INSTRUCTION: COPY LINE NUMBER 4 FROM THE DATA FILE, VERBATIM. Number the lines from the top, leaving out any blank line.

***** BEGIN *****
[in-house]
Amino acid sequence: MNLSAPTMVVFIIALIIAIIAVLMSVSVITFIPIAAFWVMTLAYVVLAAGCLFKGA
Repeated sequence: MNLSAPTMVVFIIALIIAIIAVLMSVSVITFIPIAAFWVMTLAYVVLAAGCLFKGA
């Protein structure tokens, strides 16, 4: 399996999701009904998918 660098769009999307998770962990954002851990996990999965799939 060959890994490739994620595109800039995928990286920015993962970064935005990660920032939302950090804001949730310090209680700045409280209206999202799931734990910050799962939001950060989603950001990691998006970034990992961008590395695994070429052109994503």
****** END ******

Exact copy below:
């Protein structure tokens, strides 16, 4: 399996999701009904998918 660098769009999307998770962990954002851990996990999965799939 060959890994490739994620595109800039995928990286920015993962970064935005990660920032939302950090804001949730310090209680700045409280209206999202799931734990910050799962939001950060989603950001990691998006970034990992961008590395695994070429052109994503």